Rosemary Wakeman, “Shanghai and New York: Mid-Century Urban Avant-Gardes

Read more at Built Heritage.

Empirical Evidence in the Administration of Family Law

from the regulatory review :

“Each year, reports of alleged abuse and neglect of nearly 7.5 million children reach local child welfare agencies across the United States. With so many reports, agencies need to determine which require an urgent response. Many child welfare agencies are turning to empirical evidence to help triage these cases.

“In a recent paper, Clare Huntington, a law professor at Fordham University, acknowledges that empirical evidence—especially the use of predictive analytics—can improve child welfare policies and practices. But she argues that empirical data must be used with great caution.”

Even when empirical evidence is relevant, decisionmakers must be cautious about how they use it. To guide this nuance, this Essay’s framework calls for more effective gatekeeping mechanisms across the institutions of family law. It warns decisionmakers to be attentive to the potential for empirical evidence to reflect and refract the legal salience of intersecting identities, including race, gender, and class. And the framework encour­ages a robust role for legal scholars to make empirical evidence accessible and comprehensible for those crafting legal rules and policies.

Read the full report by Meghan Downey at Penn Law's The Regulatory Review.

Why a Ghent-like system is needed in the US

from the center for american 

The Ghent system—an arrangement whereby trade unions help deliver government-supported unemployment insurance—exists in its truest form only in a handful of countries, including Sweden, Belgium, and Denmark. However, the United States has a number of Ghent-like policies where unions deliver or help people access governmental benefits—including workforce training, retirement benefits, and enforcement of workplace laws. Expanding upon these models would increase union membership and improve the quality of public programs in the United States.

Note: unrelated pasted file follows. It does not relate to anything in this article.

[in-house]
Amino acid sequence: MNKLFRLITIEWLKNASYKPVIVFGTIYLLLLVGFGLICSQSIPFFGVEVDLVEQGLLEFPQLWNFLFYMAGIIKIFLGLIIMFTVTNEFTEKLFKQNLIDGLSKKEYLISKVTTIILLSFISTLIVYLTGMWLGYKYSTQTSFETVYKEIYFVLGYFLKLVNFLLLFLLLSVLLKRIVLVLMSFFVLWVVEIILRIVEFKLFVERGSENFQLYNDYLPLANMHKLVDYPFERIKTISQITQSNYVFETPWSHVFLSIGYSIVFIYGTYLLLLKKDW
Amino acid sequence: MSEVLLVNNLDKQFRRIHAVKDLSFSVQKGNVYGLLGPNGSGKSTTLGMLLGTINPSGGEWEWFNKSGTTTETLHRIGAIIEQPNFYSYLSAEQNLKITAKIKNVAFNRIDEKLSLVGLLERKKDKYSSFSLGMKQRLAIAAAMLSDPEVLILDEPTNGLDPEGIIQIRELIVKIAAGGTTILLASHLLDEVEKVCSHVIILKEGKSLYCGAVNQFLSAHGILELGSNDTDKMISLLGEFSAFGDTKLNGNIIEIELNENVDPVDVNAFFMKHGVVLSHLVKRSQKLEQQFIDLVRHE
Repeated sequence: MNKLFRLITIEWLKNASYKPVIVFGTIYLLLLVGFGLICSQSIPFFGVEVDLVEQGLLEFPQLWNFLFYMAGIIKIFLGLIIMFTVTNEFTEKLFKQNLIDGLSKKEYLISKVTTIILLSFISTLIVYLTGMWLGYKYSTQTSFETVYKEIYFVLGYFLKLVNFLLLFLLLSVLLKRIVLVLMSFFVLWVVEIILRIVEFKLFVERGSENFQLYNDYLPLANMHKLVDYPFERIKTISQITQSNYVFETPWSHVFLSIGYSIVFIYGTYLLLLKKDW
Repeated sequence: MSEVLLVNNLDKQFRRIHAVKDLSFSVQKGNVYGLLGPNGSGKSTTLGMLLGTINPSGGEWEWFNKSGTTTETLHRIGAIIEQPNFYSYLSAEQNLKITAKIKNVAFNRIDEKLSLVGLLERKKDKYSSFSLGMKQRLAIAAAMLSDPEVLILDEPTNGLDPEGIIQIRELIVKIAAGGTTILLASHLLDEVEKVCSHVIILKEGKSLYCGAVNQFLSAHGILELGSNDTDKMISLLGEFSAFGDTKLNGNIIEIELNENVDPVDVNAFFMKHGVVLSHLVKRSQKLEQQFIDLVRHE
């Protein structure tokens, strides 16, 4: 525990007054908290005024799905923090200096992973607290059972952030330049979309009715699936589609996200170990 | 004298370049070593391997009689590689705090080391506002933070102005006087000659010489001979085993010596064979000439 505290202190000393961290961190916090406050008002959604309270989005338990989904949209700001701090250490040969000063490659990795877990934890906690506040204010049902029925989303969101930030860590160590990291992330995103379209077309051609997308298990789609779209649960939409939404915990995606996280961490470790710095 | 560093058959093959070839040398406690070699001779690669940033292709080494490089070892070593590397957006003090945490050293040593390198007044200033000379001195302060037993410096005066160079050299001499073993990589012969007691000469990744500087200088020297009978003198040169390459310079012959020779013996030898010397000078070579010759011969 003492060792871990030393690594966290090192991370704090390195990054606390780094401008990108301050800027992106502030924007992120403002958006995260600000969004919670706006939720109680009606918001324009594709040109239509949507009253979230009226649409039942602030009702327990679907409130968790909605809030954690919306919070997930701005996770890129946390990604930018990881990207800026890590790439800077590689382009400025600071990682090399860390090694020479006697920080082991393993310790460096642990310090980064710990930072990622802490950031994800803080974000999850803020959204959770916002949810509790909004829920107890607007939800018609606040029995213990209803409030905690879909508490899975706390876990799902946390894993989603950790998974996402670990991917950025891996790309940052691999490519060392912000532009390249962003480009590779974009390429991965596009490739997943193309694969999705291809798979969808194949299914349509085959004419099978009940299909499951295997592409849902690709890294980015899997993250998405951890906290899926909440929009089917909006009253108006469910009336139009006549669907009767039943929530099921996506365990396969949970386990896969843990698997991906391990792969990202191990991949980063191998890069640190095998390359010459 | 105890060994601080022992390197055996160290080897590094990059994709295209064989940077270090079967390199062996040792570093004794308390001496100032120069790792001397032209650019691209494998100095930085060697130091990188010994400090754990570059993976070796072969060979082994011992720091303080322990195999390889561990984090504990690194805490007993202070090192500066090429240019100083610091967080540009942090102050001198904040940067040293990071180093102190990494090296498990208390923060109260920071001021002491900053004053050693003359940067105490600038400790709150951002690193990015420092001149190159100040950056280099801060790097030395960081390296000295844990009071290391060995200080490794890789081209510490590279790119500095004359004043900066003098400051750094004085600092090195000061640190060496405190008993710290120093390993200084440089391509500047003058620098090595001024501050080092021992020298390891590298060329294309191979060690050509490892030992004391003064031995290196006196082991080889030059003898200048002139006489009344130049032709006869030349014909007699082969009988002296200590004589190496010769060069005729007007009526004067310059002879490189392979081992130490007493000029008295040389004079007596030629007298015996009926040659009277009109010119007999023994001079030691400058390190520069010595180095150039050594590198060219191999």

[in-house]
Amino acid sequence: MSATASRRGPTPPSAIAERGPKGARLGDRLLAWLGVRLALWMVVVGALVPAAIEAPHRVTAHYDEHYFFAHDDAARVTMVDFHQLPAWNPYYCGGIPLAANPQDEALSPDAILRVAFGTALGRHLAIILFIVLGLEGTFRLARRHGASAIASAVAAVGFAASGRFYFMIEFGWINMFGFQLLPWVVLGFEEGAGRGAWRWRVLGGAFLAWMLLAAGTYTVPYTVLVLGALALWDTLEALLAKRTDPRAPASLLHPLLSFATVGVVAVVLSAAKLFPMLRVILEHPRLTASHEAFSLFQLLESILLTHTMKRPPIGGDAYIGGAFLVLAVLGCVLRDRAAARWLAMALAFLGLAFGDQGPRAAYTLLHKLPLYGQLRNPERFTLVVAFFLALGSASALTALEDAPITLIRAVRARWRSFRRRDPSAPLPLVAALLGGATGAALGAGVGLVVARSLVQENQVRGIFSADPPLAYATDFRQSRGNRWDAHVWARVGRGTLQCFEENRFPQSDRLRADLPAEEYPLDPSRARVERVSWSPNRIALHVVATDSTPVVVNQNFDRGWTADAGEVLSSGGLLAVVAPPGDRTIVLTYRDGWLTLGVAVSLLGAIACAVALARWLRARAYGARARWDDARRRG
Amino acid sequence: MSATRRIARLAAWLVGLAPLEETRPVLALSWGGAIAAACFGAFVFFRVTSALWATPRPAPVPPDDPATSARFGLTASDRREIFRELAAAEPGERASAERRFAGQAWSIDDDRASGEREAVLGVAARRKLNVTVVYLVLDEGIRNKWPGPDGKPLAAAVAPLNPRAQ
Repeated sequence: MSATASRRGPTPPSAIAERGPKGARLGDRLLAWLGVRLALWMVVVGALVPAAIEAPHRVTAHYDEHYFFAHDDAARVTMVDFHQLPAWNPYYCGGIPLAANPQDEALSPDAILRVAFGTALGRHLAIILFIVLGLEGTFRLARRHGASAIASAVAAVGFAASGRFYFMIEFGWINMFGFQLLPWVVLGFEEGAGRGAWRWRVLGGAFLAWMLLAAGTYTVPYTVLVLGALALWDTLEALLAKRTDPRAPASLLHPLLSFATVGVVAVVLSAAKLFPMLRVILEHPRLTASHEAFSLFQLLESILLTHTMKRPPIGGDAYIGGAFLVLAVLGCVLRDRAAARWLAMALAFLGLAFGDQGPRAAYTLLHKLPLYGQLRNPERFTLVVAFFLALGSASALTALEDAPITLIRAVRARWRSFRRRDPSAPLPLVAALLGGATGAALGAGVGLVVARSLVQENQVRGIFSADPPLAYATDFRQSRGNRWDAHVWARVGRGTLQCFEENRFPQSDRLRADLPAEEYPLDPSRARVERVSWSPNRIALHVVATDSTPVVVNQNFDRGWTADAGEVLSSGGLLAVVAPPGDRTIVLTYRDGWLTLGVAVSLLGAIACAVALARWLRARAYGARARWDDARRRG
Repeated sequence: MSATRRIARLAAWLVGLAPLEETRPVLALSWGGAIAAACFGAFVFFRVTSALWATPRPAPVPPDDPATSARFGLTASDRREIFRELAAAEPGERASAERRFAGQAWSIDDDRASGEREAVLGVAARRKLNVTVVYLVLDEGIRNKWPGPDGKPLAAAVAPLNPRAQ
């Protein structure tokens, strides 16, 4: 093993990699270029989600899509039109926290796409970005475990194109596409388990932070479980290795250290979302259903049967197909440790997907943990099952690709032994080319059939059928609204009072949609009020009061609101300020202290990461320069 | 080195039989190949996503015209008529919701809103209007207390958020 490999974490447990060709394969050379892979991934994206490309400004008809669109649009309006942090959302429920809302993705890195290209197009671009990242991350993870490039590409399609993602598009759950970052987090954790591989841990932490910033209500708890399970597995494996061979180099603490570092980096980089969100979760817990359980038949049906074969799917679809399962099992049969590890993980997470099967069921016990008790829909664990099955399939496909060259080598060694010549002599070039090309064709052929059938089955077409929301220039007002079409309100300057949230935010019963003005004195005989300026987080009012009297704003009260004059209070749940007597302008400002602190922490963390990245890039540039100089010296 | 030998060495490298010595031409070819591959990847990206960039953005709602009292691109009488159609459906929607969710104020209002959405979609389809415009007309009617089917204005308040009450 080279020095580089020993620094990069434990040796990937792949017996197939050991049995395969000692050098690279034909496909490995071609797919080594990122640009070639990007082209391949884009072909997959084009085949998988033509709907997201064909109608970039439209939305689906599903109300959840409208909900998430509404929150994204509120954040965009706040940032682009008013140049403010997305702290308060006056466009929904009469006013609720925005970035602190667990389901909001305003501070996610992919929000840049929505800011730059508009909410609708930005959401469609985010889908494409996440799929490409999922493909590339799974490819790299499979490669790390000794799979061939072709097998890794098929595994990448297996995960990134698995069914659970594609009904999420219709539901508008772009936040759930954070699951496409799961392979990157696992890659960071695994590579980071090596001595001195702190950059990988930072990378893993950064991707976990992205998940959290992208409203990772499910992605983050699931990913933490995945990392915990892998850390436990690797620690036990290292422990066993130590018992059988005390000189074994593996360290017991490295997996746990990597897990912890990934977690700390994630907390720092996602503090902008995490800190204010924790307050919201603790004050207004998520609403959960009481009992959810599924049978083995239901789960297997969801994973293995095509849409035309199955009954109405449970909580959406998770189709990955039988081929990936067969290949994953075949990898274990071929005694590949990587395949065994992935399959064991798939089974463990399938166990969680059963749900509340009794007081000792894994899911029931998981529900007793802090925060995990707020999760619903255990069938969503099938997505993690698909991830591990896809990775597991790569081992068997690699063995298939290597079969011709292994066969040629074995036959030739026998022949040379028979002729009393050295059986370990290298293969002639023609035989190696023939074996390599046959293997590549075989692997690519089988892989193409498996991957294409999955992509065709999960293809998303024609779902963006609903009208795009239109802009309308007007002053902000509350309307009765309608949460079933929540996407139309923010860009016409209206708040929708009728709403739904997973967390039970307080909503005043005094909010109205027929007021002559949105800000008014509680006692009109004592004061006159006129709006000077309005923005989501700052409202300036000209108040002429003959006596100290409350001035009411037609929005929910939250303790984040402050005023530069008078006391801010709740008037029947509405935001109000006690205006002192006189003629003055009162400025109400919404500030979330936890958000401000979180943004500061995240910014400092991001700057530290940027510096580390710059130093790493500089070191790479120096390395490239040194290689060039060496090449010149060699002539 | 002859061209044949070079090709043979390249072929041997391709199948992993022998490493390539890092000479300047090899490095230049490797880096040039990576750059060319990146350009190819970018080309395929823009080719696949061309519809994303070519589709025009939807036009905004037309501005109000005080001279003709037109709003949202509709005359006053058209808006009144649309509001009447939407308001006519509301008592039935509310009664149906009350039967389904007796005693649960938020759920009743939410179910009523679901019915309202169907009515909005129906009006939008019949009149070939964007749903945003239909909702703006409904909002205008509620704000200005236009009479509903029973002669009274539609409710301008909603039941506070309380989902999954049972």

In "Strengthening Labor Standards Enforcement Through Partnerships with Workers' Organizations" (Politics & Society, 2010), Fordham Professor of Law Jennifer Gordon and Janice Fine of Rutgers University argue that there is a mismatch between the enforcement strategies of most federal and state labor inspectorates and the industries in which noncompliance continues to be a problem. The authors propose augmenting labor inspectorates by giving public interest groups like unions and worker centers a formal, ongoing role in enforcement in low-wage sectors.

Under a Ghent-like co-enforcement model, government could complement its traditional enforcement activity by partnering with unions and worker organizations, Fine and Gordon have explained.

Read the full report at

Gentrification in New York

If you go out the door and are surrounded by smoothies and coffee roasters and the Craft Beer is served in jars for a great deal of money, you know this area has been thoroughly gentrified. This can be seen in Berlin as well as in New York at a glance.

New York is becoming more and more expensive, many can hardly afford the rent in the city and are repressed - and the protest against gentrification and repression has little chance. But how do the New Yorkers actually perceive it, when once rundown neighborhoods are upgraded and everything is getting more and more expensive?

Listen to the podcast with Associate Professor of Political Science Annika M. Hinze on Radiobrücke USA.